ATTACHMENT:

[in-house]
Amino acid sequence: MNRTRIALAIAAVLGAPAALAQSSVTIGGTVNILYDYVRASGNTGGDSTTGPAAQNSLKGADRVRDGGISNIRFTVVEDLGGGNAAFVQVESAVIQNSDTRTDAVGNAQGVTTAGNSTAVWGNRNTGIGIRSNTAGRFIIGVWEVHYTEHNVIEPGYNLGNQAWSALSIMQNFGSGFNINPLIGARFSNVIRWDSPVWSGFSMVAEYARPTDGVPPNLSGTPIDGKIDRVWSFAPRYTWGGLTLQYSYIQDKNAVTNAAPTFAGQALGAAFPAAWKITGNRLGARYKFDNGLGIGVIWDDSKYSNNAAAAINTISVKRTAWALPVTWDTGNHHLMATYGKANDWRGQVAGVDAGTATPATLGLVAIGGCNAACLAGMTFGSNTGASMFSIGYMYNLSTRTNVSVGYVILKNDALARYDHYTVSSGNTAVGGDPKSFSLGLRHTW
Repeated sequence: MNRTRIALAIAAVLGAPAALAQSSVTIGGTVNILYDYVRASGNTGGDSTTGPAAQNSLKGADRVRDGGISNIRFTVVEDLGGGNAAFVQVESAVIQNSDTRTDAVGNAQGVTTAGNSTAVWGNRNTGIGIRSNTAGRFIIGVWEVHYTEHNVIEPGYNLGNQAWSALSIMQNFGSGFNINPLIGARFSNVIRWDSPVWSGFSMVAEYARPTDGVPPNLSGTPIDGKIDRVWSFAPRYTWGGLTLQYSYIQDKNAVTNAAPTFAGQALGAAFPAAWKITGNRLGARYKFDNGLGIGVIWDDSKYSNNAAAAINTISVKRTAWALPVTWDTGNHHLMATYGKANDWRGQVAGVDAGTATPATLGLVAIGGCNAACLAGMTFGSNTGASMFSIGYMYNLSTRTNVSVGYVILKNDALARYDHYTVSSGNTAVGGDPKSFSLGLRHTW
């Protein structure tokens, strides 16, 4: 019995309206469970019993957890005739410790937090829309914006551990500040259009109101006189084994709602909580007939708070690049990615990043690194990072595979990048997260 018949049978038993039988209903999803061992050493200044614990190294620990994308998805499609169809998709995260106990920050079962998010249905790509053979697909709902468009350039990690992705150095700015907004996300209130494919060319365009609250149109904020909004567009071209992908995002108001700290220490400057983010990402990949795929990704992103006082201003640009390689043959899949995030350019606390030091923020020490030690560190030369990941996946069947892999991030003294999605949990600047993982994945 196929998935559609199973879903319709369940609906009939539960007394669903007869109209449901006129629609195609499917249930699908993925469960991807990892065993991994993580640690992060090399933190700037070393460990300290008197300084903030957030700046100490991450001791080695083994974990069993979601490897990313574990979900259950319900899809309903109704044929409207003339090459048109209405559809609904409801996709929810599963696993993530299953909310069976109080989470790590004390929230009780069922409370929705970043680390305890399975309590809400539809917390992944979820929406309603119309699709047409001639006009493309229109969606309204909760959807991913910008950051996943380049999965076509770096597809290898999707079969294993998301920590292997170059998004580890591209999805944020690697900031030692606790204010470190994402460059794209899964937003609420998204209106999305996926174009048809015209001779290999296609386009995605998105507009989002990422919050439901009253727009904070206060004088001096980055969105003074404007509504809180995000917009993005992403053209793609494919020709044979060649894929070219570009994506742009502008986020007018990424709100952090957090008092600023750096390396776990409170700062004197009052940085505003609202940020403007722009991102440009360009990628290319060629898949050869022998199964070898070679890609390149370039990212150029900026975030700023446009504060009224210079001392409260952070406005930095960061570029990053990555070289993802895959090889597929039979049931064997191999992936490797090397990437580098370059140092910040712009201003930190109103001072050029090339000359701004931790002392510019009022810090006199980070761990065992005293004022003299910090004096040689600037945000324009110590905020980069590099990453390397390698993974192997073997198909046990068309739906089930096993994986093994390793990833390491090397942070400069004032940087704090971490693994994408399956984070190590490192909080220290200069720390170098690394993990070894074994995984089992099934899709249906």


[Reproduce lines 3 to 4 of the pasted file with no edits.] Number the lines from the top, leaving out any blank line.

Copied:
Repeated sequence: MNRTRIALAIAAVLGAPAALAQSSVTIGGTVNILYDYVRASGNTGGDSTTGPAAQNSLKGADRVRDGGISNIRFTVVEDLGGGNAAFVQVESAVIQNSDTRTDAVGNAQGVTTAGNSTAVWGNRNTGIGIRSNTAGRFIIGVWEVHYTEHNVIEPGYNLGNQAWSALSIMQNFGSGFNINPLIGARFSNVIRWDSPVWSGFSMVAEYARPTDGVPPNLSGTPIDGKIDRVWSFAPRYTWGGLTLQYSYIQDKNAVTNAAPTFAGQALGAAFPAAWKITGNRLGARYKFDNGLGIGVIWDDSKYSNNAAAAINTISVKRTAWALPVTWDTGNHHLMATYGKANDWRGQVAGVDAGTATPATLGLVAIGGCNAACLAGMTFGSNTGASMFSIGYMYNLSTRTNVSVGYVILKNDALARYDHYTVSSGNTAVGGDPKSFSLGLRHTW
């Protein structure tokens, strides 16, 4: 019995309206469970019993957890005739410790937090829309914006551990500040259009109101006189084994709602909580007939708070690049990615990043690194990072595979990048997260 018949049978038993039988209903999803061992050493200044614990190294620990994308998805499609169809998709995260106990920050079962998010249905790509053979697909709902468009350039990690992705150095700015907004996300209130494919060319365009609250149109904020909004567009071209992908995002108001700290220490400057983010990402990949795929990704992103006082201003640009390689043959899949995030350019606390030091923020020490030690560190030369990941996946069947892999991030003294999605949990600047993982994945 196929998935559609199973879903319709369940609906009939539960007394669903007869109209449901006129629609195609499917249930699908993925469960991807990892065993991994993580640690992060090399933190700037070393460990300290008197300084903030957030700046100490991450001791080695083994974990069993979601490897990313574990979900259950319900899809309903109704044929409207003339090459048109209405559809609904409801996709929810599963696993993530299953909310069976109080989470790590004390929230009780069922409370929705970043680390305890399975309590809400539809917390992944979820929406309603119309699709047409001639006009493309229109969606309204909760959807991913910008950051996943380049999965076509770096597809290898999707079969294993998301920590292997170059998004580890591209999805944020690697900031030692606790204010470190994402460059794209899964937003609420998204209106999305996926174009048809015209001779290999296609386009995605998105507009989002990422919050439901009253727009904070206060004088001096980055969105003074404007509504809180995000917009993005992403053209793609494919020709044979060649894929070219570009994506742009502008986020007018990424709100952090957090008092600023750096390396776990409170700062004197009052940085505003609202940020403007722009991102440009360009990628290319060629898949050869022998199964070898070679890609390149370039990212150029900026975030700023446009504060009224210079001392409260952070406005930095960061570029990053990555070289993802895959090889597929039979049931064997191999992936490797090397990437580098370059140092910040712009201003930190109103001072050029090339000359701004931790002392510019009022810090006199980070761990065992005293004022003299910090004096040689600037945000324009110590905020980069590099990453390397390698993974192997073997198909046990068309739906089930096993994986093994390793990833390491090397942070400069004032940087704090971490693994994408399956984070190590490192909080220290200069720390170098690394993990070894074994995984089992099934899709249906």